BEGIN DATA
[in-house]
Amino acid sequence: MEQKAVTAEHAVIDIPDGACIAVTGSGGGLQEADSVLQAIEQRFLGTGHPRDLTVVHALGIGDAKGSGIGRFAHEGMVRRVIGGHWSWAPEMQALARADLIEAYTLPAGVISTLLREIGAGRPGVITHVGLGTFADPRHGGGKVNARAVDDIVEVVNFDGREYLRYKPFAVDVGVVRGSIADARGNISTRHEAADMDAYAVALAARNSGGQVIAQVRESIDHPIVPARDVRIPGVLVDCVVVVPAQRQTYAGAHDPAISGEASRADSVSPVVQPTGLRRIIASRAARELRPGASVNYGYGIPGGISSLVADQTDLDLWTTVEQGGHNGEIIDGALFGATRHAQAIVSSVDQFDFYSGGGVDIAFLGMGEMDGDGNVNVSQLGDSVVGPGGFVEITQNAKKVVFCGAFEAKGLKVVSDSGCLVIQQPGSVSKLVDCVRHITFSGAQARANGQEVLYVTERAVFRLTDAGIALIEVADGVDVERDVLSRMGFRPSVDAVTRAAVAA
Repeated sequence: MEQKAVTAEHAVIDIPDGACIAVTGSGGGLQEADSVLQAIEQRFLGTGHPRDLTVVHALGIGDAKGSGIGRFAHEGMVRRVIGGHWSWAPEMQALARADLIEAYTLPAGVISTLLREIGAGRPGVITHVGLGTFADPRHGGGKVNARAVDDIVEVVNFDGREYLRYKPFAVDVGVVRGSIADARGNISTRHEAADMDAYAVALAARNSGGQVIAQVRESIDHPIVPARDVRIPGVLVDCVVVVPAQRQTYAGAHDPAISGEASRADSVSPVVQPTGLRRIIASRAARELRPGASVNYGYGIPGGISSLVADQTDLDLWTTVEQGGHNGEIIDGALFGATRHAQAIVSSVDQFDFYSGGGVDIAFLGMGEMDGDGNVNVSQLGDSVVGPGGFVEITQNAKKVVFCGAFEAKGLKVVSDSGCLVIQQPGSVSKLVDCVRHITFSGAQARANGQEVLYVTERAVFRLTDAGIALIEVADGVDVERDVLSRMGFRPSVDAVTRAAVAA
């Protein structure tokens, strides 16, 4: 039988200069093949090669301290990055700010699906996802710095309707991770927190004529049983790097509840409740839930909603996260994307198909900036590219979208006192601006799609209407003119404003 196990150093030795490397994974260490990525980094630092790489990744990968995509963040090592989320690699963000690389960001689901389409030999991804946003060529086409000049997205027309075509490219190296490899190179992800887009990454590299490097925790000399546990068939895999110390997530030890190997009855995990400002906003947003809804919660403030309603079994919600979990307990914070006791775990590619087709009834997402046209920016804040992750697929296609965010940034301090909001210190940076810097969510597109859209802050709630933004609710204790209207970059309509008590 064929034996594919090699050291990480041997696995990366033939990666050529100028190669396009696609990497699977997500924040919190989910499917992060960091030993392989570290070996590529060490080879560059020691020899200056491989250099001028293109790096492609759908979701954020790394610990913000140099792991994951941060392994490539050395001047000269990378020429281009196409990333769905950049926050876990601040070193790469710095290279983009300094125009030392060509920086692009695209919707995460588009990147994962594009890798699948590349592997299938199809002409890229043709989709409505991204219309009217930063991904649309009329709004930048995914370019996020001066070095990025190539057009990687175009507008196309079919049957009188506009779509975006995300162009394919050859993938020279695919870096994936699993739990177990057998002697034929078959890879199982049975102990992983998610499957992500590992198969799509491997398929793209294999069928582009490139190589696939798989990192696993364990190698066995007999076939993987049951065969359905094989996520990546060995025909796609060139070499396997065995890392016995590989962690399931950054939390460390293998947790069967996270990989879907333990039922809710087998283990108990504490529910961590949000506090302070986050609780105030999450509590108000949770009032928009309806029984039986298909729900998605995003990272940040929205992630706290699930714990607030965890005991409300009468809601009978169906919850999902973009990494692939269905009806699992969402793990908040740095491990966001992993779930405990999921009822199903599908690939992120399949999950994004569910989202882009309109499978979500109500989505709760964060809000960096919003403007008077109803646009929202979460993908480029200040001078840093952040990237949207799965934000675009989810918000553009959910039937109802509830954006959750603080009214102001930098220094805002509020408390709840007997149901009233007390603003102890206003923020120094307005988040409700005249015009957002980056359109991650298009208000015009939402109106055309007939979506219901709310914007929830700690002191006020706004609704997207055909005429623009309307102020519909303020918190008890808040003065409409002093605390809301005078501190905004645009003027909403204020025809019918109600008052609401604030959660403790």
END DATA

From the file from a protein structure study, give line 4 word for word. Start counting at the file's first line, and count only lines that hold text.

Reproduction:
């Protein structure tokens, strides 16, 4: 039988200069093949090669301290990055700010699906996802710095309707991770927190004529049983790097509840409740839930909603996260994307198909900036590219979208006192601006799609209407003119404003 196990150093030795490397994974260490990525980094630092790489990744990968995509963040090592989320690699963000690389960001689901389409030999991804946003060529086409000049997205027309075509490219190296490899190179992800887009990454590299490097925790000399546990068939895999110390997530030890190997009855995990400002906003947003809804919660403030309603079994919600979990307990914070006791775990590619087709009834997402046209920016804040992750697929296609965010940034301090909001210190940076810097969510597109859209802050709630933004609710204790209207970059309509008590 064929034996594919090699050291990480041997696995990366033939990666050529100028190669396009696609990497699977997500924040919190989910499917992060960091030993392989570290070996590529060490080879560059020691020899200056491989250099001028293109790096492609759908979701954020790394610990913000140099792991994951941060392994490539050395001047000269990378020429281009196409990333769905950049926050876990601040070193790469710095290279983009300094125009030392060509920086692009695209919707995460588009990147994962594009890798699948590349592997299938199809002409890229043709989709409505991204219309009217930063991904649309009329709004930048995914370019996020001066070095990025190539057009990687175009507008196309079919049957009188506009779509975006995300162009394919050859993938020279695919870096994936699993739990177990057998002697034929078959890879199982049975102990992983998610499957992500590992198969799509491997398929793209294999069928582009490139190589696939798989990192696993364990190698066995007999076939993987049951065969359905094989996520990546060995025909796609060139070499396997065995890392016995590989962690399931950054939390460390293998947790069967996270990989879907333990039922809710087998283990108990504490529910961590949000506090302070986050609780105030999450509590108000949770009032928009309806029984039986298909729900998605995003990272940040929205992630706290699930714990607030965890005991409300009468809601009978169906919850999902973009990494692939269905009806699992969402793990908040740095491990966001992993779930405990999921009822199903599908690939992120399949999950994004569910989202882009309109499978979500109500989505709760964060809000960096919003403007008077109803646009929202979460993908480029200040001078840093952040990237949207799965934000675009989810918000553009959910039937109802509830954006959750603080009214102001930098220094805002509020408390709840007997149901009233007390603003102890206003923020120094307005988040409700005249015009957002980056359109991650298009208000015009939402109106055309007939979506219901709310914007929830700690002191006020706004609704997207055909005429623009309307102020519909303020918190008890808040003065409409002093605390809301005078501190905004645009003027909403204020025809019918109600008052609401604030959660403790």